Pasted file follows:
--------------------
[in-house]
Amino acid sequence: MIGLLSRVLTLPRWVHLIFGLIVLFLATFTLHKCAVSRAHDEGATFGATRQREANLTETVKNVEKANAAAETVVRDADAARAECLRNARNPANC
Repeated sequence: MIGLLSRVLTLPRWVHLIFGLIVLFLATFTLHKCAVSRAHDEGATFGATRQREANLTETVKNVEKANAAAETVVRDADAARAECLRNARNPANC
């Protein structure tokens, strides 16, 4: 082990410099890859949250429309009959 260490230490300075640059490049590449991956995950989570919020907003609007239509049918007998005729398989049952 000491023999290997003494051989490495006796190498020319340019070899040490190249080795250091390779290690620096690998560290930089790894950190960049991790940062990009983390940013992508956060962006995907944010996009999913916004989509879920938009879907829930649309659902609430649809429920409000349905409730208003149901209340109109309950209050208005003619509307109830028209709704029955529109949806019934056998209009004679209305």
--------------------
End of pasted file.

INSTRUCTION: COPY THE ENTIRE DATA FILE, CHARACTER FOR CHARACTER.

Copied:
[in-house]
Amino acid sequence: MIGLLSRVLTLPRWVHLIFGLIVLFLATFTLHKCAVSRAHDEGATFGATRQREANLTETVKNVEKANAAAETVVRDADAARAECLRNARNPANC
Repeated sequence: MIGLLSRVLTLPRWVHLIFGLIVLFLATFTLHKCAVSRAHDEGATFGATRQREANLTETVKNVEKANAAAETVVRDADAARAECLRNARNPANC
């Protein structure tokens, strides 16, 4: 082990410099890859949250429309009959 260490230490300075640059490049590449991956995950989570919020907003609007239509049918007998005729398989049952 000491023999290997003494051989490495006796190498020319340019070899040490190249080795250091390779290690620096690998560290930089790894950190960049991790940062990009983390940013992508956060962006995907944010996009999913916004989509879920938009879907829930649309659902609430649809429920409000349905409730208003149901209340109109309950209050208005003619509307109830028209709704029955529109949806019934056998209009004679209305």